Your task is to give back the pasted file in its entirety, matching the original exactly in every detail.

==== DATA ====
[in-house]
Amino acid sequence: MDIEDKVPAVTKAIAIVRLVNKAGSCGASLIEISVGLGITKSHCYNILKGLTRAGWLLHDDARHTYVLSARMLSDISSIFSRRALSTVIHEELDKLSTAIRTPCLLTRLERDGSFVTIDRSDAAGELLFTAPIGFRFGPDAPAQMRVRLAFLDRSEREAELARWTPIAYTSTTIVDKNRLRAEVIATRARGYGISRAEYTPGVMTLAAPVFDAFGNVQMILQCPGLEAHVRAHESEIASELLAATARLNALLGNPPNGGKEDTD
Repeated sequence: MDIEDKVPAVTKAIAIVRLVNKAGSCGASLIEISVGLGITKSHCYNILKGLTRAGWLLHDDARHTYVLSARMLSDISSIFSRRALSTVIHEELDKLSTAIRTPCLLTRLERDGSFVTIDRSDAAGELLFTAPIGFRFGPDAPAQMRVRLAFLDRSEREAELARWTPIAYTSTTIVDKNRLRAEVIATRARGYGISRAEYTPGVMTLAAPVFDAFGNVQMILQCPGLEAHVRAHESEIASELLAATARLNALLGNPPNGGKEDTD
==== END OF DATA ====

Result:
[in-house]
Amino acid sequence: MDIEDKVPAVTKAIAIVRLVNKAGSCGASLIEISVGLGITKSHCYNILKGLTRAGWLLHDDARHTYVLSARMLSDISSIFSRRALSTVIHEELDKLSTAIRTPCLLTRLERDGSFVTIDRSDAAGELLFTAPIGFRFGPDAPAQMRVRLAFLDRSEREAELARWTPIAYTSTTIVDKNRLRAEVIATRARGYGISRAEYTPGVMTLAAPVFDAFGNVQMILQCPGLEAHVRAHESEIASELLAATARLNALLGNPPNGGKEDTD
Repeated sequence: MDIEDKVPAVTKAIAIVRLVNKAGSCGASLIEISVGLGITKSHCYNILKGLTRAGWLLHDDARHTYVLSARMLSDISSIFSRRALSTVIHEELDKLSTAIRTPCLLTRLERDGSFVTIDRSDAAGELLFTAPIGFRFGPDAPAQMRVRLAFLDRSEREAELARWTPIAYTSTTIVDKNRLRAEVIATRARGYGISRAEYTPGVMTLAAPVFDAFGNVQMILQCPGLEAHVRAHESEIASELLAATARLNALLGNPPNGGKEDTD